According to what we've learnt :

  • we can approximate the number of generations since the first human pretty much like us (depending what / who we talk about).
  • we have an idea of the series of life forms we come from.

So is it possible to give it a very rough number ? Or it's not, because of some issues - but which ones ? (I only think about the many, short generations of the first forms, which moreover we don't really know about, as a limit to counting)

What if we stop counting at "unicellular" (or else) ?

  • 1
    $\begingroup$ Interesting question. Using the tree of life, we could get back as far as the last universal common ancestor (LUCA). I don't know if we can estimate generation times for early prokaryotes within an order of magnitude, though. Things get even harder before LUCA, because we don't know what life was like then. For example, how long did a generation last in the RNA world (if there was one)? Is the concept of a generation even meaningful in that world? $\endgroup$
    – Corvus
    Commented Apr 29, 2015 at 23:40
  • $\begingroup$ Perhaps we stick to an organism, that has been around a while, get its generation time, and calculate back from that. But as Corvus said, the more back you go, the more inaccurate you get. $\endgroup$
    – Rover Eye
    Commented Apr 29, 2015 at 23:43
  • 1
    $\begingroup$ shouldn't be too hard. see this biology.stackexchange.com/a/19569/8290 $\endgroup$
    – r2d2
    Commented Apr 30, 2015 at 5:27

2 Answers 2


If you're willing to accept many orders of magnitude and define life as the Last Universal Common Ancestor.

For the rest of this answer, life begins 3.5 Gya with cyanobacterial mats and stromatolites and so on. Genetically the LUCA is dated to around this time, which matches the fossil record and everything's great. The LUCA can't have sprung from nothingness, so there may(will) have been (many)generations before the LUCA of things we would recognize as life, but I'm ignoring them. If they wanted to be considered they should have left descendants.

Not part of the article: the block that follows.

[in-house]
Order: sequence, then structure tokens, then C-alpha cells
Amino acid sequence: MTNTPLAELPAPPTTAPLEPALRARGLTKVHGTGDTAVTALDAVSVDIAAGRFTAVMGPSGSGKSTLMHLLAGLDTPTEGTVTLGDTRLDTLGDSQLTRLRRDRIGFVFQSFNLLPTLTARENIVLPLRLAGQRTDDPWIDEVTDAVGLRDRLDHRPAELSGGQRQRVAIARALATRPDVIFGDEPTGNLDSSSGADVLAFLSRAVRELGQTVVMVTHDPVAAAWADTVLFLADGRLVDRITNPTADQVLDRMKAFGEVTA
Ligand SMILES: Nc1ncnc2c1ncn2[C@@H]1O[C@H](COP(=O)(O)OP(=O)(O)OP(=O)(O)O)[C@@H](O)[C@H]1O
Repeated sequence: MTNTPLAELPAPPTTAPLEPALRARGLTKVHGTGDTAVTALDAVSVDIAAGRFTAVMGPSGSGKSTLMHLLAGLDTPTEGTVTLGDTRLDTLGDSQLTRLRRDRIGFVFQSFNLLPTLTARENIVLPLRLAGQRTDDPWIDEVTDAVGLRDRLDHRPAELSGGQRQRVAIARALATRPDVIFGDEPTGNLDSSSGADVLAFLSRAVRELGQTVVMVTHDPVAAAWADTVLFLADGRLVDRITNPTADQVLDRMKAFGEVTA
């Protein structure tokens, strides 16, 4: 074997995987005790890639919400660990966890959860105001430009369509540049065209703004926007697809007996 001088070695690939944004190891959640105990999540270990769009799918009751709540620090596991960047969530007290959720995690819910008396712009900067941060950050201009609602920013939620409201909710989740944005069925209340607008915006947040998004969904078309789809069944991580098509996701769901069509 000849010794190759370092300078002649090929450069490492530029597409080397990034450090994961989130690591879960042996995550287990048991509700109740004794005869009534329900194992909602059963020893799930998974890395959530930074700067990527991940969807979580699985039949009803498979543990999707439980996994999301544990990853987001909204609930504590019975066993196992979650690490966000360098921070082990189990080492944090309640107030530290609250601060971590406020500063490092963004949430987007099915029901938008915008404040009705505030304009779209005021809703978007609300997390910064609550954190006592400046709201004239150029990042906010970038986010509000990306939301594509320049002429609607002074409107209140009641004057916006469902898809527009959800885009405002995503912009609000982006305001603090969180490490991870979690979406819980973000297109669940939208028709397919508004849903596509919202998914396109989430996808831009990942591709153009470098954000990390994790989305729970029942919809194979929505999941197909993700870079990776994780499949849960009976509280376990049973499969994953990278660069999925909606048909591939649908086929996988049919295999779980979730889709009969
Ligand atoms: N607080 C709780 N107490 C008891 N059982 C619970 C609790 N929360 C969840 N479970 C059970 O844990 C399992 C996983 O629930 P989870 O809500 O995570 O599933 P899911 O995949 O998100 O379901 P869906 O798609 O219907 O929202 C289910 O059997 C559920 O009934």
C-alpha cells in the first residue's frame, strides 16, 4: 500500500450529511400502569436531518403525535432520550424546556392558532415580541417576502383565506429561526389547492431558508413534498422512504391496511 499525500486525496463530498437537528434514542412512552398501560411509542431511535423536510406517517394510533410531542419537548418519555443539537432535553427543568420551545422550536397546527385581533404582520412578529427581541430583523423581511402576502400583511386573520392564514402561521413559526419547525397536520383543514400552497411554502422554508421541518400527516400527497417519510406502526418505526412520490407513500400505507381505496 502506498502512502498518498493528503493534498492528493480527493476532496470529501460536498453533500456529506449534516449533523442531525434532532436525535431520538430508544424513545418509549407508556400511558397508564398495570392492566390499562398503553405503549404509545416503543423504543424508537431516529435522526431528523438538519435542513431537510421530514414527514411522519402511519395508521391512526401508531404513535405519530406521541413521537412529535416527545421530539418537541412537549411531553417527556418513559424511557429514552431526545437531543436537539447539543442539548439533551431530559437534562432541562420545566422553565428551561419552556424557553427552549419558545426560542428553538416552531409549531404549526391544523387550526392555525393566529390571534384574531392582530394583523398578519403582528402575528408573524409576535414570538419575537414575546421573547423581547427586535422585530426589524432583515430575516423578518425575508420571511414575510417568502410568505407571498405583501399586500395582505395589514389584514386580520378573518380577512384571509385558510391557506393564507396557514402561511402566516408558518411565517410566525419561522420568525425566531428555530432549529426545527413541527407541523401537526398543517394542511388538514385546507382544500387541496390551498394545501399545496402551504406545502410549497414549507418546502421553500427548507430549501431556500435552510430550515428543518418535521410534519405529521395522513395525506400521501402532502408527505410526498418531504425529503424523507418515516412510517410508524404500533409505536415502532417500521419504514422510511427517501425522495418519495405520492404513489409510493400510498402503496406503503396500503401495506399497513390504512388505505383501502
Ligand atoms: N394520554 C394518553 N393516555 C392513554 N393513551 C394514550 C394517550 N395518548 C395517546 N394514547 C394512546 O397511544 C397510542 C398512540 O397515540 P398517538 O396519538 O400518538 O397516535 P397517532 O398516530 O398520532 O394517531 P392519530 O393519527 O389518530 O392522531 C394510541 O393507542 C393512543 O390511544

The fastest doubling times for modern bacteria are about 7-9 minutes but most are longer. E. coli takes about 20 minutes, and yeast takes hours. Given the 3.5 billion year clock, that gives an upper bound of about 1x10^14 generations. (Green sea turtles take 20-30 years to reach sexual maturity, or 1.1x10^9 generations). Something a bit representative is probably Pelagobacter ubique, which is vastly successful and takes about 29 hours to divide. Averaging out ice ages and so on and skipping the slowing of generations multicellularity probably implies(the Cambrian explosion is 82% of the way to the present day, being only 543 million years ago. We could account for it, but our guesses on generation time are way more inaccurate than any possible effect that could have) would estimate about 1x10^12 generations.

  • $\begingroup$ If they wanted to be considered they should have left descendants :-) $\endgroup$ Commented Jun 10, 2015 at 23:04
  • 1
    $\begingroup$ Averaging out ice ages and so on and skipping the slowing of generations Is it just hand-waving (I say that respectfully)? If not, I would be interested in math behind these statements $\endgroup$ Commented Jun 10, 2015 at 23:06
  • 2
    $\begingroup$ Nope, it's hand-waving. :( It would be nice to take into account but the largest source of error is the average generation time pre-cambrian explosion. Estimates of that need to be within 15% or so to outweigh the error introduced by assuming there has been one generation since the Cambrian explosion, and even tighter to justify accounting for a yearly spawn(starting in the devonian, maybe? I'd have to review the evolution of land animals) instead of just random growth. It's basically a significant figures issue. $\endgroup$
    – Resonating
    Commented Jun 11, 2015 at 14:18

This question has actually been covered (although not to the complete extent of evolutionary history) by Richard Dawkins in his book The Ancestor's Tale.

He gives the following estimates of LUCA time and generations:

Monkeys and apes: 40MY(3M)

Mammals: 180MY(120M)

Reptiles: 310MY(170M)

Ray finned fish: 440MY(195M)

Sharks, hagfish and lampreys: 530MY(240M)

Lancelets and all chordates: 560MY(270M)

However, he ceases to provide any generation estimates from here onwards, due to the error and general uncertainties being too large for a meaningful answer.

  • 1
    $\begingroup$ I like that this answer and my answer are both answers to the question but consider exclusively different creatures. $\endgroup$
    – Resonating
    Commented Jun 12, 2015 at 15:05

You must log in to answer this question.

Not the answer you're looking for? Browse other questions tagged .